Photo by Baciu Cristian Mihai on Unsplash
He goes far when it comes to saving primary forests. He went as far as to inform the UN Secretary General, Antonio Guterres, and the French President, Emmanuel Macron, about it, during the UN summit on biodiversity held in September 2019 in New York. The French biologist Francis Hallé has been passionately campaigning for years now for the revival of a brand new primary forest in Europe. Born in 1938 in Seine-Porte, he is a specialist in the ecology of tropical forests and the architecture of their trees. He was a botany professor at the University of Montpellier for more than two decades. Now, he presides over an association that bears both his name and his cause — the Francis Hallé Association for Primary Forests, founded in 2018. In this interview, he explains why these nearly extinct forests are necessary in Europe and the many benefits society could profit from .
You have been calling for the creation of a primary forest in Europe for years now. What are the differences between these forests and the so-called secondary forests ?
To quote my American colleague James Balog, the primary forest is to the secondary forest what the Great Canyon of Colorado is to a sewer. A primary forest has never been exploited, cleared or modified in any way by human beings. It is much more beautiful and much richer in terms of biodiversity than the forests we currently have in Europe. But, to truly understand what a primary forest is, one has to go and see the last one we have left in Europe, in Białowieża, in Poland — which is unfortunately very much under threat from the current Polish government.
Why are primary forests so necessary?
They are necessary because they offer many benefits. First of all, they store much more carbon dioxide than secondary forests. Secondly, because they are summits of biodiversity. Finally, and most importantly in my opinion, because they represent a pinnacle of aesthetics — they are much more beautiful than the forests we have today in Western Europe. And their merit lies precisely in the fact that, unlike secondary forests, they do not depend on human beings.
Do secondary forests have the capacity to return to a primary state?
Yes, but if you take a secondary forest that is 400 years old, for instance, it will require six centuries to return to a primary state. If you start from bare ground, you would have to wait 10 centuries. If you think about it, it is not such a long time. If we consider time from a geological perspective, it could be considered to be a blink of an eye. It is not the time frame from a human life perspective, but the one from a forest and no one can shorten or accelerate the duration of this process. If we want to have a primary forest, it is simply necessary to let time pass.
Are secondary forests still useful?
Of course they are useful and for now we only have secondary forests in Western Europe. If we want wood, for example, it is much better to take it from secondary forests or from wood plantations. If we must deforest, it's better if we do so from a secondary forest, of course.
Many countries are making considerable efforts to reforest, planting thousands of trees all over the world, particularly to fight climate change. Are these actions effective?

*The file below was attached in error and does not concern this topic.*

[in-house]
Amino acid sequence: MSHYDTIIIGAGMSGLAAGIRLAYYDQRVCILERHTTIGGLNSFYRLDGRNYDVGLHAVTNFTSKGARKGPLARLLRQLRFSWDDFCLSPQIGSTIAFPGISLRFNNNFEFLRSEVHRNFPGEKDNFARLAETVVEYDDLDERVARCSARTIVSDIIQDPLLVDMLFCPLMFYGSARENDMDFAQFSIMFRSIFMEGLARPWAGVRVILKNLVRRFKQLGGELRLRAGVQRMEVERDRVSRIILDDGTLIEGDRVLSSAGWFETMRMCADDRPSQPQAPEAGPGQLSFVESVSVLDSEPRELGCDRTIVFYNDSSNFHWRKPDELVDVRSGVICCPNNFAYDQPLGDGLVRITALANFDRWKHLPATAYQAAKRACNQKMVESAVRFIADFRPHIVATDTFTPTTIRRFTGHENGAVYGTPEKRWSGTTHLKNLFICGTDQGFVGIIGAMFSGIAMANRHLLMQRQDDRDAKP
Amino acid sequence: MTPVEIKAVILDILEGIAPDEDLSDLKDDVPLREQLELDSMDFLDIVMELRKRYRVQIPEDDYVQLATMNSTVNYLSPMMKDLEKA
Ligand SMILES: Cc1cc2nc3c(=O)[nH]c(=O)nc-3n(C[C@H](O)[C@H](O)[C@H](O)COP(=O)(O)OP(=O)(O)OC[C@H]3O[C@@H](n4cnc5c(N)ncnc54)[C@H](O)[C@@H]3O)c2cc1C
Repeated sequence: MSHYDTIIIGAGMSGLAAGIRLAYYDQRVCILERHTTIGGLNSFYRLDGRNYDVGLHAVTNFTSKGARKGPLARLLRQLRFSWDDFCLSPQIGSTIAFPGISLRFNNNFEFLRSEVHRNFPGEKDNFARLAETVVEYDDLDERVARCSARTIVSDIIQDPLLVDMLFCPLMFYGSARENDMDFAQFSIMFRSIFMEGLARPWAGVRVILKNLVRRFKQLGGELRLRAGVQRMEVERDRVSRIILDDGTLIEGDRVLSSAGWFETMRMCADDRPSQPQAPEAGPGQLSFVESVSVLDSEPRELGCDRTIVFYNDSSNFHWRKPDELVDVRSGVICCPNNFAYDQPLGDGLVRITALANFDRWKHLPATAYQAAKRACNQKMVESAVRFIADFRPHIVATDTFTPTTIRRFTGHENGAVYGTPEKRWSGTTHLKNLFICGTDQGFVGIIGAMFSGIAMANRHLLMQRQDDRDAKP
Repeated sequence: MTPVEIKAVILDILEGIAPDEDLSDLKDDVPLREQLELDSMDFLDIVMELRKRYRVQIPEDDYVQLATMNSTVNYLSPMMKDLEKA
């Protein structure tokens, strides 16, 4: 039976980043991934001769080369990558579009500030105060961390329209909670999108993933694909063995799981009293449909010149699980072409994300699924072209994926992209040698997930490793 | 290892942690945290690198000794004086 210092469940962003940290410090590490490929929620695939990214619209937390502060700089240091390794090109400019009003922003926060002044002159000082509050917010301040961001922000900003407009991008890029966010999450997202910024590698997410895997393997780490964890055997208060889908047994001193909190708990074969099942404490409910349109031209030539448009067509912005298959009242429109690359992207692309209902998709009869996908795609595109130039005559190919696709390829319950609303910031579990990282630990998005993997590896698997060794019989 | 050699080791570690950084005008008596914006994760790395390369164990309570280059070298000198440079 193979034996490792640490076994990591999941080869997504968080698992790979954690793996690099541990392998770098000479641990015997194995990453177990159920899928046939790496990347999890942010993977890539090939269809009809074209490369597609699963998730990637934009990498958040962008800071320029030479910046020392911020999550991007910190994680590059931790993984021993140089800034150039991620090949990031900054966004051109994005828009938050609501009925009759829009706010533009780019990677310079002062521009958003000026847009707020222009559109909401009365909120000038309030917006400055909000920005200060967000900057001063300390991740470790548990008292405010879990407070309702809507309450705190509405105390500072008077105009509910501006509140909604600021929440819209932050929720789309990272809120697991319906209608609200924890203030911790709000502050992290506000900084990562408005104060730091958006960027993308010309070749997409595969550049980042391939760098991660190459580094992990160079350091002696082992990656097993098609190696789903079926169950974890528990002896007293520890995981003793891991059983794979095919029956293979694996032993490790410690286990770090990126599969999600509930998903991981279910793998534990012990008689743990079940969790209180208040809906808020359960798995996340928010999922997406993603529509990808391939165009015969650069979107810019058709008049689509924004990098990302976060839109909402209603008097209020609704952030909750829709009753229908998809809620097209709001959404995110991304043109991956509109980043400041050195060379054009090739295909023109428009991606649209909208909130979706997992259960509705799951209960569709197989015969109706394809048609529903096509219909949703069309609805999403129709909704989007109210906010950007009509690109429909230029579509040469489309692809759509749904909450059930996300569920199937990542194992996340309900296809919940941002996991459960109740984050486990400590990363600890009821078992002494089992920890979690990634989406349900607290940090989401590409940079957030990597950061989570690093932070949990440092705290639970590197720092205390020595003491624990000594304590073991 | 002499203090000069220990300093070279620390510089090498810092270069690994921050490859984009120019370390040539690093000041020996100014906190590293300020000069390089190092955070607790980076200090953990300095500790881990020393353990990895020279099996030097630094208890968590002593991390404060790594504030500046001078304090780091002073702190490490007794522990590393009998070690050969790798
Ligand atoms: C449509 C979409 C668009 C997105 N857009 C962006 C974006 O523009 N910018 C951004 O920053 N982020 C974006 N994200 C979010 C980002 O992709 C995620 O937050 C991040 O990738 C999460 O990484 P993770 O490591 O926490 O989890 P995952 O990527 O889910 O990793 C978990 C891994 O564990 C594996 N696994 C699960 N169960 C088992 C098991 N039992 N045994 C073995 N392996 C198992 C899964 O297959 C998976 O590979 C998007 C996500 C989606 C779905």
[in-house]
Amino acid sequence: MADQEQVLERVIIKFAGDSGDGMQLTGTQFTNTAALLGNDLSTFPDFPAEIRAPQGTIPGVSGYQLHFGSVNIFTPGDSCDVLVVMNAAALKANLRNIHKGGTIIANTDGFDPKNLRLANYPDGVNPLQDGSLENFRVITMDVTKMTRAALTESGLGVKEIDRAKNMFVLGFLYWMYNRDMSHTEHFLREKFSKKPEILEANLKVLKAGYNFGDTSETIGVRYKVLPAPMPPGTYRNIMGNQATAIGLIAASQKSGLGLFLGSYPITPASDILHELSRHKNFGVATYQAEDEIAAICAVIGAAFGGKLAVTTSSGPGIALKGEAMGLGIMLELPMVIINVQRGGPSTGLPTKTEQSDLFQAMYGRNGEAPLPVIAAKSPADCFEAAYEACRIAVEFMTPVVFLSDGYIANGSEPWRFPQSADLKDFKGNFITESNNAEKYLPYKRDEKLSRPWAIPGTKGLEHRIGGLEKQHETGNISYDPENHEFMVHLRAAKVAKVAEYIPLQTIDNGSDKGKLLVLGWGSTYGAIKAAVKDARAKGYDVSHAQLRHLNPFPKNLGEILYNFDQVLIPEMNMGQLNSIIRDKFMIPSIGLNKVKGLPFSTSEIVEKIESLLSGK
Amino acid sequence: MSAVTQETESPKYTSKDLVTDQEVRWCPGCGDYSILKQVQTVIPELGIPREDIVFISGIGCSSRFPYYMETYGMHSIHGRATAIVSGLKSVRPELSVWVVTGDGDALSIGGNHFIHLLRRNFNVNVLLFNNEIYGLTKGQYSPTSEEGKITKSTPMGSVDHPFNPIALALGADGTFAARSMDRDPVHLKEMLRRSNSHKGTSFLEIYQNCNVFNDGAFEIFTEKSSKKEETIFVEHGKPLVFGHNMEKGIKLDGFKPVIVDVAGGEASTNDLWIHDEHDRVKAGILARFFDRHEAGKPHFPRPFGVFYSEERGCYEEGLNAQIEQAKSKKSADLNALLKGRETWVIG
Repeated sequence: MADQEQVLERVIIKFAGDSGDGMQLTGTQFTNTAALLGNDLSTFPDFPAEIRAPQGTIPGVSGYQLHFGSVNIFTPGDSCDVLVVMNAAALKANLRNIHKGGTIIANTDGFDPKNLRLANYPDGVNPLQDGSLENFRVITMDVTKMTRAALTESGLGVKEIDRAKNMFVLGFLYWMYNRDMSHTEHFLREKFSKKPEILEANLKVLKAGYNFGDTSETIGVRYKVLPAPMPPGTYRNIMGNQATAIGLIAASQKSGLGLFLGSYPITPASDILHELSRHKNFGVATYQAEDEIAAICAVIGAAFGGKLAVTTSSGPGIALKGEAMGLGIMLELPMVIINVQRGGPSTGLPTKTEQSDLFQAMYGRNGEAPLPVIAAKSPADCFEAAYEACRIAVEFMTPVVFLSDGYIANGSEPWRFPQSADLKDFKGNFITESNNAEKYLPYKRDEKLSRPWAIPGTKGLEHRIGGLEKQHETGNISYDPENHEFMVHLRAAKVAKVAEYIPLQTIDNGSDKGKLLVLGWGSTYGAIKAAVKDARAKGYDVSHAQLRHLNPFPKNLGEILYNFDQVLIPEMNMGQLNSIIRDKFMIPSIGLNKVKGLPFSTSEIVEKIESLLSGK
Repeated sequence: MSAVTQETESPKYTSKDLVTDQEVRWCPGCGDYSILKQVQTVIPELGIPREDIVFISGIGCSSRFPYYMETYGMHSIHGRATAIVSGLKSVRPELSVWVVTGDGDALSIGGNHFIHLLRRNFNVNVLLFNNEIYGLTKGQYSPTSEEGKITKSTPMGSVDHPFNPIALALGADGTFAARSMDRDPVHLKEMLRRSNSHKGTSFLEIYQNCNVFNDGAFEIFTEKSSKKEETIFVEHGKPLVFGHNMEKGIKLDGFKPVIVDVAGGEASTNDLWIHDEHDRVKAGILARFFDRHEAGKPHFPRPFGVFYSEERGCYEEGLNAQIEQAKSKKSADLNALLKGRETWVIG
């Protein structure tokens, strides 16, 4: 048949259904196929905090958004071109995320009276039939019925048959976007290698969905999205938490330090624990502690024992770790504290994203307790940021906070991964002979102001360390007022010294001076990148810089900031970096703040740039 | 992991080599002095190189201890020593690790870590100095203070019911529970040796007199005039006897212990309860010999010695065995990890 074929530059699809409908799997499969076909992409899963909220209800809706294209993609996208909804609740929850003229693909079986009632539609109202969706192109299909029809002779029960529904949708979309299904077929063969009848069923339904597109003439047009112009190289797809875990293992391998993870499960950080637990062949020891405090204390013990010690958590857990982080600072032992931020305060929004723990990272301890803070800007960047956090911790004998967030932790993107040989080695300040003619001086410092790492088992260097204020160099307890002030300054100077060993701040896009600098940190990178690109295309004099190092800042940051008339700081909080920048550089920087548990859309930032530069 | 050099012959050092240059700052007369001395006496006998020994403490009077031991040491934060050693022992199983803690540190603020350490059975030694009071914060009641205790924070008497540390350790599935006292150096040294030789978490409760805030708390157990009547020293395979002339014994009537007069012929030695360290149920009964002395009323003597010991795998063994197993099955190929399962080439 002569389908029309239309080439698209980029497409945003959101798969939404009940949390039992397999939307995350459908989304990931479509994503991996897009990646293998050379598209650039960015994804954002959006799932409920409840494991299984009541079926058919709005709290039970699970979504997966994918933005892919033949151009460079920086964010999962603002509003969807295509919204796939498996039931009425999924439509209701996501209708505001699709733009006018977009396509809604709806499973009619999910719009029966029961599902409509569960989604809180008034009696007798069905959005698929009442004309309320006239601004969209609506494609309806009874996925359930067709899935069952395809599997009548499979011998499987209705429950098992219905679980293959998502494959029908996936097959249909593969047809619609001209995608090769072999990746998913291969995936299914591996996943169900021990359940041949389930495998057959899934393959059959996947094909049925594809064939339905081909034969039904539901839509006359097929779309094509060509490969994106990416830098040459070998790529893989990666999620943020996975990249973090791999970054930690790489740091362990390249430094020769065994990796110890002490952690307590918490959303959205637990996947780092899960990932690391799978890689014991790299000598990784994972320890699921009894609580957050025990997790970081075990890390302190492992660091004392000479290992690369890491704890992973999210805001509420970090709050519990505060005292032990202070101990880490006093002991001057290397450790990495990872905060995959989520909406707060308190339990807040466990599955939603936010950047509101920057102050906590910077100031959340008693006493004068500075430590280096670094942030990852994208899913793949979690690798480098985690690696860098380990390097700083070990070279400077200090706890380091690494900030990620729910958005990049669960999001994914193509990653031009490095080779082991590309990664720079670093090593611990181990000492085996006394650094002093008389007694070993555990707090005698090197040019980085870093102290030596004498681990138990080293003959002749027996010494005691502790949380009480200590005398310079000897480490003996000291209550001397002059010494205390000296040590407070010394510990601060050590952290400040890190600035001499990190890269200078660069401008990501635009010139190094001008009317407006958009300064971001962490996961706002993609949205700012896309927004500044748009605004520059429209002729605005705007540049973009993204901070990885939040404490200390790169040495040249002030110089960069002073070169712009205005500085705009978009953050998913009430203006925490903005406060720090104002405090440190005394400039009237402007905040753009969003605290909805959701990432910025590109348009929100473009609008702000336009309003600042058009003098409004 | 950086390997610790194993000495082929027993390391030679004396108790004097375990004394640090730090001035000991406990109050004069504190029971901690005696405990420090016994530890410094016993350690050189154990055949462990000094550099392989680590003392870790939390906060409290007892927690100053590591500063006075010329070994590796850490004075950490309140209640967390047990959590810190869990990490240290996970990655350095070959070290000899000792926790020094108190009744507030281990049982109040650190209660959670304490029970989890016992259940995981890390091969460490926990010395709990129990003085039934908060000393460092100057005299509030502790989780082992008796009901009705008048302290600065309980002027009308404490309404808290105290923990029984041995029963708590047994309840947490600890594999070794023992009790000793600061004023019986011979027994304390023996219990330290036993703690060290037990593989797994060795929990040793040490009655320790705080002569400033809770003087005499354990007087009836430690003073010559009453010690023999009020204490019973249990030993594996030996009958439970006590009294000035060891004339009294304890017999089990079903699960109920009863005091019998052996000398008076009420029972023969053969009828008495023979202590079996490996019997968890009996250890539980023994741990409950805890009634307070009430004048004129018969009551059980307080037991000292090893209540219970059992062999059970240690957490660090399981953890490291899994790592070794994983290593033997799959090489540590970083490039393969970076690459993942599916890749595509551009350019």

No, I think they are ridiculous. If we generate too much carbon, we need to think of a way to reduce those emissions. Wanting to make trees absorb this carbon is not a sustainable solution : it is the same as hiding dust under the carpet
In this case, how should the issue of reforestation be addressed?
There are certainly many attempts to replant trees. The problem with such efforts is that we draw a lot of attention to the planting itself; the media are there, there’s lots of fuzz about it, and unfortunately, the interest vanishes after and nobody cares about the four or five years following the planting. However this is the most important period because, during those years, the young trees must be watered, weededed and protected from herbivores predators. They must be properly taken care of before they are left to grow on their own. But, due to a lack of interests concerning those first years, the young trees often die. In the tropics, about 90% of planted trees die during the first five years of life. So no, planting trees is not enough.
Moreover, one should not believe that a forest is just a group of trees — it is also composed of animals. In Europe, a primary forest would need a complete wildlife, deers, bison, wolves, lynxs, bears, ect., like the Polish forest. The presence of such fauna would make it mandatory for a European primary forest to have a surface area of at least 70,000 hectares : this sounds like a lot, but it is actually the equivalent of a 26-kilometre square of forest.
Do you have any success stories regarding the conservation of a primary forest?
In Europe, we have no references because all the primary forests have disappeared, with the exception of the Polish forest I was talking about before and which is now severely threatened with extinction. But I remain fairly optimistic, because our project to create a primary forest in Western Europe has raised the interest of many people.
Where could this forest be situated?
We are going to start looking for a spot this November, but we already have some leads. For the moment we have not favoured any of them, but it is certain that it must be cross-border in order to become a European project. This forest also needs to be at low altitude since it is the lowland forests that have been destroyed first.
This article has been written as part as a series of stories produced by Sparknews, a French social enterprise that aims to foster new narratives that can help accelerate a social and environmental transition to tackle our world’s most pressing issues.